Quarterly Update with Pat Karst

By Lindsay Humphrey

12 /21 /23

This year will likely be marked by price variation for land but that’s not all Halderman Vice President Pat Karst had to say as he wrapped up 2023 in a neat bow.

Where land prices were consistent in 2022, they varied in 2023, especially in the latter half. Everything from record-breaking high prices to lower values on a few occasions kept everyone guessing what the market would do next.

Evening Out

“Overall, land prices are steady based on the data we collected,” Karst said. “The first six months of the year were mostly flat and then we saw a lot of price variability in the second half. It’s nothing like 2021 where the prices got on a rocket ship and increased by 30 and 40 percent almost overnight.”

While predictability wasn’t something Halderman saw in the second half of the year or even the last quarter, there’s still a lot to celebrate this holiday season.

“We sold two really large farms this fall, one in August and another in September, and it was about 3,000 acres between the two,” Karst said. “Everyone on our team really had to pull their weight and it was a great group effort. I always appreciate when we can do things like that and do them well.” Both sales achieved the appraised value for each. Those appraisals were done in early 2023.

Another sale in December saw lots selling anywhere from $4,000 to $6,000 an acre higher than expected which saw some acres going for up to $20,000.

“It was fun to watch the client’s face as the prices climbed higher and higher,” Karst said. “Seeing our customers go through the process and then getting a favorable result makes the job satisfying to me.”

Only slightly elevated from last year’s 75/25 split for online versus live auctions, Halderman conducted 79 percent of their auctions online and 21 percent live. Karst reports that clients are more than comfortable with the online bidding platform and many even prefer the anonymity of it. Both live and online auctions continue to bring good results for Halderman clients.

On the Horizon

New faces have and will be joining Halderman in the coming months. New talent and new energy will be exactly what Halderman needs as they begin a brand-new sale season where quite literally anything can and will happen.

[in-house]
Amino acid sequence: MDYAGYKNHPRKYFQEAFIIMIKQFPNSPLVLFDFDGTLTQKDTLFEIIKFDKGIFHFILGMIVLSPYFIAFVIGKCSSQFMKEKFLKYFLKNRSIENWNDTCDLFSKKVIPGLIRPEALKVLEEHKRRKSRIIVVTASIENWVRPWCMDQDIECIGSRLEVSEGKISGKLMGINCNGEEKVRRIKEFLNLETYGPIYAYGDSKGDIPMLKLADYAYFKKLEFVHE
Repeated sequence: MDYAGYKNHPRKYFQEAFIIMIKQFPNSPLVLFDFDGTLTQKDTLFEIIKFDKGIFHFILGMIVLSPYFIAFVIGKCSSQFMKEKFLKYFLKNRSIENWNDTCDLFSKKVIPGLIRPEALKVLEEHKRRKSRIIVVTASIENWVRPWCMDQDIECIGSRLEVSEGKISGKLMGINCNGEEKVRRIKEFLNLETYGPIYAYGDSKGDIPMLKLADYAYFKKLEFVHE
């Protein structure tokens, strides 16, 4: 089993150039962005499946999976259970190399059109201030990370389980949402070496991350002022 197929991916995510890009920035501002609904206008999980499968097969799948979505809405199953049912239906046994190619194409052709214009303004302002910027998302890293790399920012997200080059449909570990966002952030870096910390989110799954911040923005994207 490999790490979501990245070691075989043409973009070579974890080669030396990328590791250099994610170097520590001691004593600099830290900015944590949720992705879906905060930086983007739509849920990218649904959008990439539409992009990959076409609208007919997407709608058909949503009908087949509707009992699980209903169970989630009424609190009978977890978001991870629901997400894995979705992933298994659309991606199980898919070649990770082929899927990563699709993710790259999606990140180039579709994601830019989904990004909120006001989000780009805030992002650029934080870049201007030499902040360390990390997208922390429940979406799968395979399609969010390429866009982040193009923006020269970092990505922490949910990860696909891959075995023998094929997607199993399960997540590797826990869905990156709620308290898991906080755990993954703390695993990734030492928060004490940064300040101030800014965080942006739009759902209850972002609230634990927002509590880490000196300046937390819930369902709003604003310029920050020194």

Since the Farm Bill expired in October, a vote extended the 2018 version until further notice. Once again, only time will tell how long that will last but for the time being, Karst isn’t worried about it for himself or his customers.

“I think 2024 will be another pretty decent year; the opportunity to buy good farm ground will exist and prices will still be high for sellers,” Karst said. “If someone is afraid that they missed the best time to sell land, opportunities will still exist for them to get good prices next year. We’re still at an all-time high even when adjusting for inflation.”

Interest rates, on the other hand, are anyone’s guess. Originally, many thought that rates would be lower soon. Recent economic reports suggest interest rates reached their peak and may decline slightly in 2024.

As we close 2023 optimism about the new year is still strong.

“As far as income goes, 2022 was a record year; 2023 will not end up quite as good even though it’ll still be an above average year,” Karst said. “As we look at input costs for 2024, with a few exceptions, a lot of them will be substantially lower than they were in 2023. Both the 2022 and 2023 crop were the most expensive we’ve planted in quite a few years.”

For an in-depth look at the numbers on those input costs, check out this article from Purdue University: click here.

Turning attention to Indianapolis, water rights might be something to keep a tab on in the coming year.

“I never thought we’d be talking about water rights and water issues in the eastern Corn Belt, but we are,” Karst said of the LEAP project in northwest Indianapolis. “I think everything going on with that project will have an impact on irrigation in Indiana. I’m expecting there to be some new laws and regulations we have to report on irrigation.”

Drilling high volume water wells could become a bit more difficult to accomplish thanks to those regulations. Nothing of the sort has been passed yet, but it’s something Halderman is keeping an eye on as the project northwest of Indianapolis progresses.

Reflecting on another great year, Karst and everyone at Halderman wants to thank all of their clients for another successful and enjoyable year. We wish everyone a happy and safe holiday season with loved ones!